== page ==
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I Became a Councillor to Help My Community: Case Study

By: Kate Simpson BA, MA - Updated: 28 Sep 2012 | comments*Discuss
Community Local Government Council

Becoming a councillor is one of the most significant and hands-on ways that you can help your community. It is also a big commitment – and one that can really take over your life.

We spoke to Anna, a councillor based in the South-West of England, to find out how she got into local government, and what she hoped to achieve.

How did you become a councillor?

I initially started out running a community centre in my hometown. There was a group of about a dozen of us running the place in our spare time, trying to provide somewhere for kids, teenagers, and pretty much anyone else to go, learn, and have some fun. It was open for six years until, eventually, our funding disappeared. We simply couldn’t carry on without that cash, so it had to close.

I was so angry that no-one could step in and help on a local government level. So initially, I stood for election on the basis that I would try to be a hands-on supporter of projects like that community centre.

What did you want to achieve?

Well initially I guess I stood for election simply because I was angry. But then I realised that there were lots of things that I wanted to change in the area. I wanted to be able to support things like the community centre that we had just lost. But I was also caring for my elderly father, and I wanted to see improvements in the way that people in his situation were dealt with. Plus, our town is pretty small and we tend to get a raw deal with things like rubbish collection – so I wanted to try to improve that. All pretty basic stuff, but it’s important to local people.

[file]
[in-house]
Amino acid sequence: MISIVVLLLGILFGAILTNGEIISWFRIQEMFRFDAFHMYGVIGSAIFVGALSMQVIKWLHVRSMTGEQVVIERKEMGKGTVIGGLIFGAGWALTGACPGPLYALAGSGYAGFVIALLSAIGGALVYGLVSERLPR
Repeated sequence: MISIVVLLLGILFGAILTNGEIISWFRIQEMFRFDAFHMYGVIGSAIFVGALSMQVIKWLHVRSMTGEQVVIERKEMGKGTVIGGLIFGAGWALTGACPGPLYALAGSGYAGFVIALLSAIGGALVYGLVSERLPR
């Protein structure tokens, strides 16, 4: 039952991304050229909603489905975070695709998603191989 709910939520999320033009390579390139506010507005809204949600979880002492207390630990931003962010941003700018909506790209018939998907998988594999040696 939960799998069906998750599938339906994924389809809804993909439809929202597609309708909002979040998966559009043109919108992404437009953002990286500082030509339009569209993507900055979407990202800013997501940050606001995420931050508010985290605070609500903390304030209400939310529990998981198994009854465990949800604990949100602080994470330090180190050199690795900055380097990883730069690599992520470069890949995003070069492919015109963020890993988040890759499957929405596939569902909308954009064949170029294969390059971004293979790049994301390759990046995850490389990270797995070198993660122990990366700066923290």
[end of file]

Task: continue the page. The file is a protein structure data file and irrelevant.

What do you think qualifies you for the job?

To be honest, I knew next to nothing about local politics when I stood for election. It was very much a baptism of fire. I think I was helped by the fact that turnout in local elections is quite low, and I had stood at a time where lots of people were angry about the community centre and about other ways in which they didn’t think local government was doing its job.

I would say, though, that my previous experience in community projects was a pretty good qualification. It prepares you quite well for some of the bickering and one-upmanship that local politics can involve!

Do you have any advice for other potential councillors?

I would say don’t be scared. If you genuinely believe that you can do some good for the community, then what’s stopping you?

That said, you should be prepared for a lot of hard work, and a lot of barracking. Rightly so, people get angry with you when things don’t go to plan. Plus, remember that it’s not paid. I know some people think of it as a career, but for me it was just a way to help people – and I think that’s probably the best way to approach it.

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